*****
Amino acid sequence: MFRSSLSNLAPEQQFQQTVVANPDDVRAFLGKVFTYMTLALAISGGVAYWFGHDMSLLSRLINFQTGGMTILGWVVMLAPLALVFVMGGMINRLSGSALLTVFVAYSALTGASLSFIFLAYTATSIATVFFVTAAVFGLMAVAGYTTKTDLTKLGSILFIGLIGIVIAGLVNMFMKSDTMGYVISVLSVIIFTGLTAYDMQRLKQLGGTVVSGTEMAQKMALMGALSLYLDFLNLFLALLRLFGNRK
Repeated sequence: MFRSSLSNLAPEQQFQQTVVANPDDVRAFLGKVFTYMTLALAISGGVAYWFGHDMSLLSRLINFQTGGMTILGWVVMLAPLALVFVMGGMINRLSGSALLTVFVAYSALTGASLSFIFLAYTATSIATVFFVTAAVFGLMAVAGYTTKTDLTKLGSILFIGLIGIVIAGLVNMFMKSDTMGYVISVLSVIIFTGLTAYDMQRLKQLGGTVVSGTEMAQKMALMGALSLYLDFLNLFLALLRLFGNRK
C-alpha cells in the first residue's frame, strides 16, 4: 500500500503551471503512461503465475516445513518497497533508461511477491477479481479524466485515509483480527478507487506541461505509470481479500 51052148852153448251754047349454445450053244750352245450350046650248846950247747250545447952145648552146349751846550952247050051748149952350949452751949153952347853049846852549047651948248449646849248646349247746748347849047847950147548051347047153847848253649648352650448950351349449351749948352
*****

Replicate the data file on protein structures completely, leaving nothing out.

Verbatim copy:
Amino acid sequence: MFRSSLSNLAPEQQFQQTVVANPDDVRAFLGKVFTYMTLALAISGGVAYWFGHDMSLLSRLINFQTGGMTILGWVVMLAPLALVFVMGGMINRLSGSALLTVFVAYSALTGASLSFIFLAYTATSIATVFFVTAAVFGLMAVAGYTTKTDLTKLGSILFIGLIGIVIAGLVNMFMKSDTMGYVISVLSVIIFTGLTAYDMQRLKQLGGTVVSGTEMAQKMALMGALSLYLDFLNLFLALLRLFGNRK
Repeated sequence: MFRSSLSNLAPEQQFQQTVVANPDDVRAFLGKVFTYMTLALAISGGVAYWFGHDMSLLSRLINFQTGGMTILGWVVMLAPLALVFVMGGMINRLSGSALLTVFVAYSALTGASLSFIFLAYTATSIATVFFVTAAVFGLMAVAGYTTKTDLTKLGSILFIGLIGIVIAGLVNMFMKSDTMGYVISVLSVIIFTGLTAYDMQRLKQLGGTVVSGTEMAQKMALMGALSLYLDFLNLFLALLRLFGNRK
C-alpha cells in the first residue's frame, strides 16, 4: 500500500503551471503512461503465475516445513518497497533508461511477491477479481479524466485515509483480527478507487506541461505509470481479500 51052148852153448251754047349454445450053244750352245450350046650248846950247747250545447952145648552146349751846550952247050051748149952350949452751949153952347853049846852549047651948248449646849248646349247746748347849047847950147548051347047153847848253649648352650448950351349449351749948352